Grasping thin air

I remember hearing an anecdote, a particularly interesting one from the late Pope John Paul the 2nd. An assassination attempt was carried out on him in 1981, heavily wounded though, the pope survived. Whilst recuperating, he claimed that when the ghastly incident took place, he felt a presence, the presence of mother Mary it was. “I felt her divine hand circumnavigating the bullet avoiding any of my vital organs, thus saving my life, there I believed, I witnesses, and I was saved”. Good for you, I thought – but later crossed my mind, if I were Mother Mary (which in itself is a nightmare since I do NOT wish to die a virgin), what would be the point of troubling the old man by maneuvering the bullet through his poor old body, rather than swishing the bullet around him, pray, why the trouble ? A blasphemous, outright rude question such as this was never raised then, the pope lived and that was that, for the devout members who are devout enough to see Mother Mary on a piece of moldy bread (whereas an unnoticing non believer would miss the miracle and spread over her – butter and jam, or in Sri-Lanka,satanic enough to dip the holy mother in Dahl curry.) would never question what they genuinely felt, nor would they let anyone else question.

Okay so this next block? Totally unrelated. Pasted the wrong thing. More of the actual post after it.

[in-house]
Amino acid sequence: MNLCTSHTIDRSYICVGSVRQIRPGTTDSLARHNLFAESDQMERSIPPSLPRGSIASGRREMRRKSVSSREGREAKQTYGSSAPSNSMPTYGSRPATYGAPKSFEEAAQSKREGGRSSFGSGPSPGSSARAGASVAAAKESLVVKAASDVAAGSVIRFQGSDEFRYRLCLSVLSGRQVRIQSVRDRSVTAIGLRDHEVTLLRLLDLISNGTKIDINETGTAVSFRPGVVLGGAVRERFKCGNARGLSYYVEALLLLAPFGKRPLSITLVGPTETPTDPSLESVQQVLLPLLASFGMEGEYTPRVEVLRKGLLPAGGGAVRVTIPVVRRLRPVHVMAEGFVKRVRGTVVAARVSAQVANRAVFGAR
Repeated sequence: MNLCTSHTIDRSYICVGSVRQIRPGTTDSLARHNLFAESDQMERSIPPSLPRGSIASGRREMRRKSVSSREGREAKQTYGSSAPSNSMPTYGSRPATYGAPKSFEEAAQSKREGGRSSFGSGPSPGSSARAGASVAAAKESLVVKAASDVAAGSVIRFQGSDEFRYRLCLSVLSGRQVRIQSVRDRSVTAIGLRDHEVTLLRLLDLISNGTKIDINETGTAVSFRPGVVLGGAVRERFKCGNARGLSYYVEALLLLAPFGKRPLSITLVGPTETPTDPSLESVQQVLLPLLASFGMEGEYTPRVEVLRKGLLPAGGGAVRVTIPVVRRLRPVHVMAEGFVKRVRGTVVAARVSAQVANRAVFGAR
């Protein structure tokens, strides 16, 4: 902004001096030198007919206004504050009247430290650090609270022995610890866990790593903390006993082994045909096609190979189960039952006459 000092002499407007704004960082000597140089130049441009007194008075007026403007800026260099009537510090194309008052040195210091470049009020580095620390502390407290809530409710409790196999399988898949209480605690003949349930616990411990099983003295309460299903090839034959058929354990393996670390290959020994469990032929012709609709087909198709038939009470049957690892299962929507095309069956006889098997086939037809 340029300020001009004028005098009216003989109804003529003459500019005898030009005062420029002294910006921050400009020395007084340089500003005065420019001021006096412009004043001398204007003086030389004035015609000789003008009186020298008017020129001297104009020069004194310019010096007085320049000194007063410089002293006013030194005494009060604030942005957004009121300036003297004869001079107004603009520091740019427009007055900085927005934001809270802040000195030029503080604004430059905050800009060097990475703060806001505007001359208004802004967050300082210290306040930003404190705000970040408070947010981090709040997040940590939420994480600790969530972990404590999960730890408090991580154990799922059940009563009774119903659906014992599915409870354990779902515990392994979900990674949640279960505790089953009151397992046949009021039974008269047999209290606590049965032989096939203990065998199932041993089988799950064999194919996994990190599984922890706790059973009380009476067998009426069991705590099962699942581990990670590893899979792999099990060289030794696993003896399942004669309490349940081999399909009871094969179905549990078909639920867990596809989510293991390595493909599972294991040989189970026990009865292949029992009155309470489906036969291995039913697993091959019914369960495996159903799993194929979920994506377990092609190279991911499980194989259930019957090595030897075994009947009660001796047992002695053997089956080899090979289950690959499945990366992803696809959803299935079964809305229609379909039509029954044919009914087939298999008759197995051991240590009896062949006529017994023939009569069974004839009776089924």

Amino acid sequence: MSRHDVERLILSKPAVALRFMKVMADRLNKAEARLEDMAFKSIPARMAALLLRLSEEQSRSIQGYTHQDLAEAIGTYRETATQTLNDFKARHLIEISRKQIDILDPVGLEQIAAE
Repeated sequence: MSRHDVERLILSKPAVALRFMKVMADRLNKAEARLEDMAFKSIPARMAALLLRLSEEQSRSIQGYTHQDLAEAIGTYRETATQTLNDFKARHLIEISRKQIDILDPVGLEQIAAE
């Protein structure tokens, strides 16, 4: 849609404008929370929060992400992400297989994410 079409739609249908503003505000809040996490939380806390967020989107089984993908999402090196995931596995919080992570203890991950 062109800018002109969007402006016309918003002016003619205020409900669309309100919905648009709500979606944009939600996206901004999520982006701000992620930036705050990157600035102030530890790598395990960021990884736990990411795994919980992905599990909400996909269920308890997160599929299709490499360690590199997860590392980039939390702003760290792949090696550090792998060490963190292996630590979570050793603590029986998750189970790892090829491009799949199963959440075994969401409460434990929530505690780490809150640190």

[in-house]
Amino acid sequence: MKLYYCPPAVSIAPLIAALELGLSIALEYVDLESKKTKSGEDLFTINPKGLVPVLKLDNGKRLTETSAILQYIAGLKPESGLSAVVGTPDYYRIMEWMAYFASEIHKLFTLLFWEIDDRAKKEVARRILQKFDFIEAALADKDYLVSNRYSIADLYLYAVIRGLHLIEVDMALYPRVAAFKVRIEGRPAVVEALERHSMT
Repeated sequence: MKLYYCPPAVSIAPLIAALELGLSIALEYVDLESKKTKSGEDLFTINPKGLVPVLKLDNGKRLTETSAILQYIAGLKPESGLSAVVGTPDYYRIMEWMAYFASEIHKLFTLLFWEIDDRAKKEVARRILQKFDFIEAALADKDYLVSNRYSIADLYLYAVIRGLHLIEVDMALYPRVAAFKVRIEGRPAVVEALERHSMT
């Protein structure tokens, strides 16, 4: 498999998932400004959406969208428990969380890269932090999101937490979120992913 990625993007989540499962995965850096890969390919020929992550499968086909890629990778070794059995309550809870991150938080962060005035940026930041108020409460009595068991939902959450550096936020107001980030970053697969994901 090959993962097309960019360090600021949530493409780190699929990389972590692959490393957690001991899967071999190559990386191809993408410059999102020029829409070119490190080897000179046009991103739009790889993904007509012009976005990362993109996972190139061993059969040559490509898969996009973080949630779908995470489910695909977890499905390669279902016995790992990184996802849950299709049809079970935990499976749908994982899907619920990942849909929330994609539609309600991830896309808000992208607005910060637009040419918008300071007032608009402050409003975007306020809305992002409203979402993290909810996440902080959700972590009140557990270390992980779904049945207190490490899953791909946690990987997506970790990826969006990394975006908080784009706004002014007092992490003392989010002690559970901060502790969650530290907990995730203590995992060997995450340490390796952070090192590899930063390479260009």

It is very human, to seek reason in the unreasonable, to seek patterns in randomness, to see faces and relate them to those that they’d seen before, to seek meaning in life in a meaningless venture, to hear music in a bird’s chirp – it’s so utterly human, when a passing vehicle misses you by an inch – you seek meaning there, some reason, it’s perfectly valid that it is coincidence – and deep within you know it. But it’s never interesting enough to believe, so utterly human of us, to seek comfort in our own illusions.

It’s the same creative force that pushes a scientist and a religious person to find patterns, while the scientist’s pattern seeking is universal and materially constructive , the religious pattern seeking is personal and spiritual , being an atheist ultimately is a question of where to direct this imagination, this power of thought, to unleash it from one’s religious boundaries and become one with humanity.

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